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New Details Emerge In Case Of Man Accused Of Stalking Ex, Murdering New Husband

Authorities said Jacob Klein stalked his ex, Elana Radin, before killing her new husband, Philip Rabadi, who was found bound and mutilated in the garage of his New Scotland, New York home. 

By Jax Miller
A police handout of Jacob Klein

Court documents reveal new details in the case of a man accused of driving from Virginia to New York to stalk his ex before violently murdering her new husband.

Jacob Klein, 40, was indicted by a grand jury on Monday on charges of second-degree murder after authorities said he killed Philip Rabadi, 35, according to NBC Albany affiliate WNYT. As previously reported, Rabadi was newly married to Klein’s ex when found dead in the garage of his New Scotland, New York, home on April 13.

The victim had been “bound” and sustained “multiple stab wounds and mutilation to his body,” the sheriff’s office said in a statement sent to Oxygen.com.

Authorities believe Klein waited for his ex, Elana Radin, to leave for work at around 6:00 a.m. before confronting Rabadi at the front door of the couple’s home at approximately 7:30 a.m., as previously reported. Radin called authorities to request a welfare check when Rabadi didn’t arrive for his shift.

Both Radin and Rabadi worked as physician assistants at St. Peter's Hospital in Albany. 

Deputies with the Albany County Sheriff’s Office arrived at the couple's Miller Road home around the same time as Radin and Rabadi’s father. The family members entered the garage to find a bare-foot Rabadi facedown on the floor. His hands were tied behind his back, and his jacket pulled down by his shoulders.

Courtroom documents obtained by the Albany outlet offer new details into the gruesome murder, including statements made by neighbors. One item gives a glimpse into the crime scene after authorities secured the residence, finding two bathroom sinks running, according to WNYT. One was overflowing, while the other had blood on the faucet.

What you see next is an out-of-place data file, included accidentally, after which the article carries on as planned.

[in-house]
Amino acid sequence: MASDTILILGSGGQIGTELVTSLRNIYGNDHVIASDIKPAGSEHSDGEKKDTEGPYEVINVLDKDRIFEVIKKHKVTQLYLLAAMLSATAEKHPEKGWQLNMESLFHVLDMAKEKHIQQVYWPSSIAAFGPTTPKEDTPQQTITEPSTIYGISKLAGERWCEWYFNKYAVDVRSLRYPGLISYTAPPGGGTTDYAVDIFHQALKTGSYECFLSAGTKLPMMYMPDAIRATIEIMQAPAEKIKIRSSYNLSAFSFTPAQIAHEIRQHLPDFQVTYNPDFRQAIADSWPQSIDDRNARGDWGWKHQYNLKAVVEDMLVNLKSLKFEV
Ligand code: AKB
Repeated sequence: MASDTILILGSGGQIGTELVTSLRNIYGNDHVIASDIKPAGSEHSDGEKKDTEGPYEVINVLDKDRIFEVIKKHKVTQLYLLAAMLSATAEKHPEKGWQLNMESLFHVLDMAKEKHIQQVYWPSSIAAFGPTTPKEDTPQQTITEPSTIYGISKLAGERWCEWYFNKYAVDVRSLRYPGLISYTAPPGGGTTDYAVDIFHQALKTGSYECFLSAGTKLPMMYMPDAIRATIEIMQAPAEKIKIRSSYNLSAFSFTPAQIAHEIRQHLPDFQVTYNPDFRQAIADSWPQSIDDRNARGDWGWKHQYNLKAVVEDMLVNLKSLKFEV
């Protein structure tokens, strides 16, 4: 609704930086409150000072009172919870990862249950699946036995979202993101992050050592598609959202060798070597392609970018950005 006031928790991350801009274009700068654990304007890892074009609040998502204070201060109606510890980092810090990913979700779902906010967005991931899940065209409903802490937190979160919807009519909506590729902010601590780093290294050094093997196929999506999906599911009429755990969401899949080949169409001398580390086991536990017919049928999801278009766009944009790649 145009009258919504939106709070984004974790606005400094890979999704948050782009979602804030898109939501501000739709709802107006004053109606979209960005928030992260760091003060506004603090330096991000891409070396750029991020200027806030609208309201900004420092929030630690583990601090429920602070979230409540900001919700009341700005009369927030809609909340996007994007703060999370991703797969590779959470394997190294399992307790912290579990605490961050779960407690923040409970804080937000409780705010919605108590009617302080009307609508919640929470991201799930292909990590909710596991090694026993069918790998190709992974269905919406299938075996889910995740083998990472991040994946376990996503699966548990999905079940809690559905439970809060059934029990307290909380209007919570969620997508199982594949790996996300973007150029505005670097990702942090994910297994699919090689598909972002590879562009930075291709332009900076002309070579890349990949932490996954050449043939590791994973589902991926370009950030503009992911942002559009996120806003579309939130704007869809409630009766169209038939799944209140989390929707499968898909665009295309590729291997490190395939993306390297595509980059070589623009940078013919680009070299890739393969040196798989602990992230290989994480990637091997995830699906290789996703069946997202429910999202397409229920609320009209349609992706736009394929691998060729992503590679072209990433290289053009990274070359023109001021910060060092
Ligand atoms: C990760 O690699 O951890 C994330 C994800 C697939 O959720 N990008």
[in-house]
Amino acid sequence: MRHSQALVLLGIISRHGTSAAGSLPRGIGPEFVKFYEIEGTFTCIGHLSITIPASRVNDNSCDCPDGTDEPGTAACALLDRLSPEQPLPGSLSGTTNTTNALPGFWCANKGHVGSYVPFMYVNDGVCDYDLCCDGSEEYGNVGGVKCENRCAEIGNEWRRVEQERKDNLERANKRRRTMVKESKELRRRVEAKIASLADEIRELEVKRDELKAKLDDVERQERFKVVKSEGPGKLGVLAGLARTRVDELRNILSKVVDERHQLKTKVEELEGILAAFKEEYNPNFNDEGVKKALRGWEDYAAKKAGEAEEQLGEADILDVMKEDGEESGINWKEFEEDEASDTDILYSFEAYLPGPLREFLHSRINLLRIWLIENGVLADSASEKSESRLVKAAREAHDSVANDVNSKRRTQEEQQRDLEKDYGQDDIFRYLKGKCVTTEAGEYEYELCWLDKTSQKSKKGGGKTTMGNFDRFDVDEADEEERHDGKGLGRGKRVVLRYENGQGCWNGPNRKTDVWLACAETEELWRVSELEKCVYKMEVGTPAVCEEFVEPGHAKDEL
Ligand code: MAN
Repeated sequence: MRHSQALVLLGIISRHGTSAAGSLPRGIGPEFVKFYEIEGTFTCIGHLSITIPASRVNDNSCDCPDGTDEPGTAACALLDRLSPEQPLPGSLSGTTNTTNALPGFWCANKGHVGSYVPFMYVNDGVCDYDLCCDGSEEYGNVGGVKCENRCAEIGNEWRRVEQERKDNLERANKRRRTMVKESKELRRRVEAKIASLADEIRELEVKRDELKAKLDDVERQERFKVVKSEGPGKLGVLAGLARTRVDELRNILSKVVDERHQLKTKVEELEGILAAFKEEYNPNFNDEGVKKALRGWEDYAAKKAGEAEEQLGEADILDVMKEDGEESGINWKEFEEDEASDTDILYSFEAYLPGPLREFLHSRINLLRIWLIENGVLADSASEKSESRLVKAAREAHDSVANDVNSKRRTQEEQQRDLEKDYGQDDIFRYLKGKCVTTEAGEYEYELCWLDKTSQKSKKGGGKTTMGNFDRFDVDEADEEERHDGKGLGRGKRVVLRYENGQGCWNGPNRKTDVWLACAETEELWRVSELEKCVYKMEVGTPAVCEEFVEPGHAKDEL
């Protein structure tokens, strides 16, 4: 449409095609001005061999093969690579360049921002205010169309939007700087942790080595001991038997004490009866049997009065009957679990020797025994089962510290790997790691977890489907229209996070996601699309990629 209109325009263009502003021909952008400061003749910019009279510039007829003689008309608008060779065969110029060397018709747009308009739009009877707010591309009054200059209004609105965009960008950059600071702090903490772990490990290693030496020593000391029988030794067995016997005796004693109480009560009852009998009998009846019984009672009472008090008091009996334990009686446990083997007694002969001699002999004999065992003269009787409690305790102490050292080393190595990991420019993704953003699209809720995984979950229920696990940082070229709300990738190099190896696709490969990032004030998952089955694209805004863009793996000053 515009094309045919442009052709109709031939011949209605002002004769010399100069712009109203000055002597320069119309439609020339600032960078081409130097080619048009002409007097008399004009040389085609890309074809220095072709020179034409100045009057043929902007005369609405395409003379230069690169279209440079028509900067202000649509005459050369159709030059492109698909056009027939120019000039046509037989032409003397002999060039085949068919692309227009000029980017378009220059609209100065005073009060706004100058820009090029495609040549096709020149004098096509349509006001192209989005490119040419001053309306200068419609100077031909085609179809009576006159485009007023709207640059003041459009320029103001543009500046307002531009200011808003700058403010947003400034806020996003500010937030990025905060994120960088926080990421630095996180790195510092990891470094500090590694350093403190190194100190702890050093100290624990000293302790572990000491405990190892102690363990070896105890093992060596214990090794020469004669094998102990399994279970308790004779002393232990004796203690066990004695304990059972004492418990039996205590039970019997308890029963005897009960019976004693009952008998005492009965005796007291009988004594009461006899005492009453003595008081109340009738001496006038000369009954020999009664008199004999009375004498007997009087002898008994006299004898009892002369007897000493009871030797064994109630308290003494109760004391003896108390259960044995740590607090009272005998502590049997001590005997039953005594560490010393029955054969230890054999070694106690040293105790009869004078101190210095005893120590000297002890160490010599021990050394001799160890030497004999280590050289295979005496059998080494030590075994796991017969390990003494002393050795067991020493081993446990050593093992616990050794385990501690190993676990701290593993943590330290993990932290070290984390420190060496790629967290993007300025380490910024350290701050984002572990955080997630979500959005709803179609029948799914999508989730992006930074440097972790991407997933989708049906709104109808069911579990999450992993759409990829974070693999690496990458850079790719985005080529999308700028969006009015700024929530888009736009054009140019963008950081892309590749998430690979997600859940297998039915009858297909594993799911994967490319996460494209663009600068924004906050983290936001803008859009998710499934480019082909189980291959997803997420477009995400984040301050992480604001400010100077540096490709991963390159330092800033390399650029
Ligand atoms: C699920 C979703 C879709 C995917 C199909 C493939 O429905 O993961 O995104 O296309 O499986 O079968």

Elana Radin also told police she had been in a relationship with Klein years prior, claiming she received a concerning email from Klein before marrying Rabadi in September 2021, the documents reveal.

The contents of the email were not disclosed.

Also provided was a statement from a neighbor who saw a white truck just after 7:00 a.m. at the Rabadi-Radin home on the day of the murder. She told authorities she'd seen a man dressed in dark clothing and a surgical mask walking toward the residence with papers in his hand.

The neighbor said it was “odd, because he was not dressed like a construction worker,” noting there might have been construction work taking place next door, according to WNYT.

Klein allegedly rented a white truck from an Enterprise in Albany just two days prior, according to the documents.

Klein was named a suspect just hours after the discovery of Rabadi’s body, prompting Albany County authorities to enlist the help of the FBI and other law enforcement agencies. They were able to track Klein’s movements down to Tennessee before finally apprehending him just over the Virginia state line.

“Jacob did travel to this area from Virginia in his vehicle and began stalking the victim three days prior to the murder,” Sheriff Craig Apple said in a press conference earlier this month.

Klein’s Manhattan-based defense attorney, Mark Bederow, spoke with Oxygen.com about how such assertions could potentially impede his client’s right to a fair trial while also addressing evidence being shared with the public.

“People need to wait for the evidence to be presented in a courtroom, not by press release, and allow the defense to have a chance to assess the evidence. And remember, at all times, that anyone in America is presumed innocent until their guilt is proven by reasonable doubt,” said Bederow. “It’s disturbing that at this point in the process, the public has received more evidence of what’s going on than Mr. Klein’s lawyer has.”

Bederow emphasized that he didn’t fault reporters for accessing evidence in the case but nodded to the sheriff’s office for stating Klein’s alleged guilt.

“I just go back to the press conference by the sheriff: pre-arraignment in the hallway of the courthouse and taking questions about the nature of the evidence and their theories of guilt and what was going on,” said Bederow. “That’s just beyond improper in a criminal case in America. That’s just not how it’s supposed to be done. I would hope that the DA’s office would at least attempt to rein in the sheriff’s office and recognize that.”

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